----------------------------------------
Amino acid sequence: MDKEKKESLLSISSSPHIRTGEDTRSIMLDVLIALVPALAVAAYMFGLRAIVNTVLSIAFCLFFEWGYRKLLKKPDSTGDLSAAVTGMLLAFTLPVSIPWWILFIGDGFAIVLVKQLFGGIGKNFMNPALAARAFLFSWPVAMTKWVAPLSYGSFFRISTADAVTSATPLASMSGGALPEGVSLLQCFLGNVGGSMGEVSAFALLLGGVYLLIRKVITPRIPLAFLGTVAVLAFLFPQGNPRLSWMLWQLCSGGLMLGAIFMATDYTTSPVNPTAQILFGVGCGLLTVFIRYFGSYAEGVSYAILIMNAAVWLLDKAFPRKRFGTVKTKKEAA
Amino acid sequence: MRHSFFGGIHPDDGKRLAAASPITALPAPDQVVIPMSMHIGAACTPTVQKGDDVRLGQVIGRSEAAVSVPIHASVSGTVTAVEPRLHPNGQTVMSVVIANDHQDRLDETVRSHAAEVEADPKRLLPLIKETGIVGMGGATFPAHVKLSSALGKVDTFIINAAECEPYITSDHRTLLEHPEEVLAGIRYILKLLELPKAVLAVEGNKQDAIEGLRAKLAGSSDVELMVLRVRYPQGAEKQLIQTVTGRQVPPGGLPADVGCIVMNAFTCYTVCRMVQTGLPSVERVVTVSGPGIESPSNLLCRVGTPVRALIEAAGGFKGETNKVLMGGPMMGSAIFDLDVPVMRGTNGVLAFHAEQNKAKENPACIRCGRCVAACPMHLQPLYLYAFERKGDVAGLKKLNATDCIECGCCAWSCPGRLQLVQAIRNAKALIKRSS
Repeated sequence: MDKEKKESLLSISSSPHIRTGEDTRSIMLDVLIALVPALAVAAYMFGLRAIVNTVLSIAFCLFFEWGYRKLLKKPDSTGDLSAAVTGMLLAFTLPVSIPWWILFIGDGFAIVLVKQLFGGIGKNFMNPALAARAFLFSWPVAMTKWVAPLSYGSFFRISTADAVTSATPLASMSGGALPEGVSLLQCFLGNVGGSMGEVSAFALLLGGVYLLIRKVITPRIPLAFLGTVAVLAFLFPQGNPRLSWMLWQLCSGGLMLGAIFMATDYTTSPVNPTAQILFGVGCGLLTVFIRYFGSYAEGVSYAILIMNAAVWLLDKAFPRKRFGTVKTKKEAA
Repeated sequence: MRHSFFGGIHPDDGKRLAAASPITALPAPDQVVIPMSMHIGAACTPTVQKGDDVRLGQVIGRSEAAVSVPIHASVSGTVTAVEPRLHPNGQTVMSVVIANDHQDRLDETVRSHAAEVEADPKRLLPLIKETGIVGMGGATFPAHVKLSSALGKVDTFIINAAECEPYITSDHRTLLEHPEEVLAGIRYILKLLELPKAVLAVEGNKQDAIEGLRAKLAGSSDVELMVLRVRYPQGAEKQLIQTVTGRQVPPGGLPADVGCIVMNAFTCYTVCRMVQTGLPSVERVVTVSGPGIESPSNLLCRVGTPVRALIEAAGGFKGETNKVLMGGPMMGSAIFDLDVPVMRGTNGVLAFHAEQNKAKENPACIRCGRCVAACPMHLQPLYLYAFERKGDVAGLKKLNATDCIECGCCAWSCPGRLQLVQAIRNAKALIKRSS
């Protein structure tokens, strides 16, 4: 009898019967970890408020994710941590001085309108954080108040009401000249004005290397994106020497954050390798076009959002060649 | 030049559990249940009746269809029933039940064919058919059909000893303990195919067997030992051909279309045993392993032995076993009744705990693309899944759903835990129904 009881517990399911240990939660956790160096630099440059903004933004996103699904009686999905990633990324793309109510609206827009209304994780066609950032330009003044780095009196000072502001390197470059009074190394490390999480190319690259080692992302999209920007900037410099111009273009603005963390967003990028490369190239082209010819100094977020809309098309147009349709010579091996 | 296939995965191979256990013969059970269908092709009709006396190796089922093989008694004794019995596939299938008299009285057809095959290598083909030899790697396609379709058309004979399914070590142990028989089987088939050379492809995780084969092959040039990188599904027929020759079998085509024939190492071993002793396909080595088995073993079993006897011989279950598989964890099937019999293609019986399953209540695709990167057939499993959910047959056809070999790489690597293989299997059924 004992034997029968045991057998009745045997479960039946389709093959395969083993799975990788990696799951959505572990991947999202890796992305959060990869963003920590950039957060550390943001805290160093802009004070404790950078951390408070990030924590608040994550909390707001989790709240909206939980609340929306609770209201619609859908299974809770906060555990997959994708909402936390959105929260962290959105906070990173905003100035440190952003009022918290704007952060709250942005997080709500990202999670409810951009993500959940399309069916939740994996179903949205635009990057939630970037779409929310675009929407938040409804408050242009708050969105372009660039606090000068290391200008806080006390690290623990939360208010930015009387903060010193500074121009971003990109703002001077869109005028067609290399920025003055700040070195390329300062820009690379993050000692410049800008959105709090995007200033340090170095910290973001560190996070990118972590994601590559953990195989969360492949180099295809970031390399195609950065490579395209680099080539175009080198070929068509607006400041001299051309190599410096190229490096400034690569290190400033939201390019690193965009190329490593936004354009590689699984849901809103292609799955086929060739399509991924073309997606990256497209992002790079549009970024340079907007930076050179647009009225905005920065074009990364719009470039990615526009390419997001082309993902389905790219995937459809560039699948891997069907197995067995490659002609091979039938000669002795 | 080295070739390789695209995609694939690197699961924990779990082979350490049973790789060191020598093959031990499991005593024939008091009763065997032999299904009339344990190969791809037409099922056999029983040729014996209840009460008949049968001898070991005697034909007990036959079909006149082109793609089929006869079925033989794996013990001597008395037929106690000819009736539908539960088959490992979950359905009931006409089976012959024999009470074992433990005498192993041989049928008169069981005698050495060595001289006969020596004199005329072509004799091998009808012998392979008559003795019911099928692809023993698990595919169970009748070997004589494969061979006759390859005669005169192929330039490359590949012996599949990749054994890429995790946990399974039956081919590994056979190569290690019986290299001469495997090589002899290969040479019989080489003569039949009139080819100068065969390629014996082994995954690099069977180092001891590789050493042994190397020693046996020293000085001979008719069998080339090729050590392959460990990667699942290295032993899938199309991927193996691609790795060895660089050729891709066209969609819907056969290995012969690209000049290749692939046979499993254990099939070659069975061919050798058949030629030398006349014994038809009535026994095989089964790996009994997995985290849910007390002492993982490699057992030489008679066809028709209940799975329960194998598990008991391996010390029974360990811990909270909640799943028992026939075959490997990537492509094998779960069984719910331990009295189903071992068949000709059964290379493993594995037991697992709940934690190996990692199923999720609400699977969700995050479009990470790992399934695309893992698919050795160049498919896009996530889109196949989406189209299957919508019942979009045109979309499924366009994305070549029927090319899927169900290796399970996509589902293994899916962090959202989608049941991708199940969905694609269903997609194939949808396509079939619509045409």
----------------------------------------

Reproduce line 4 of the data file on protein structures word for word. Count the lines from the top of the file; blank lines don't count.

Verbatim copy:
Repeated sequence: MRHSFFGGIHPDDGKRLAAASPITALPAPDQVVIPMSMHIGAACTPTVQKGDDVRLGQVIGRSEAAVSVPIHASVSGTVTAVEPRLHPNGQTVMSVVIANDHQDRLDETVRSHAAEVEADPKRLLPLIKETGIVGMGGATFPAHVKLSSALGKVDTFIINAAECEPYITSDHRTLLEHPEEVLAGIRYILKLLELPKAVLAVEGNKQDAIEGLRAKLAGSSDVELMVLRVRYPQGAEKQLIQTVTGRQVPPGGLPADVGCIVMNAFTCYTVCRMVQTGLPSVERVVTVSGPGIESPSNLLCRVGTPVRALIEAAGGFKGETNKVLMGGPMMGSAIFDLDVPVMRGTNGVLAFHAEQNKAKENPACIRCGRCVAACPMHLQPLYLYAFERKGDVAGLKKLNATDCIECGCCAWSCPGRLQLVQAIRNAKALIKRSS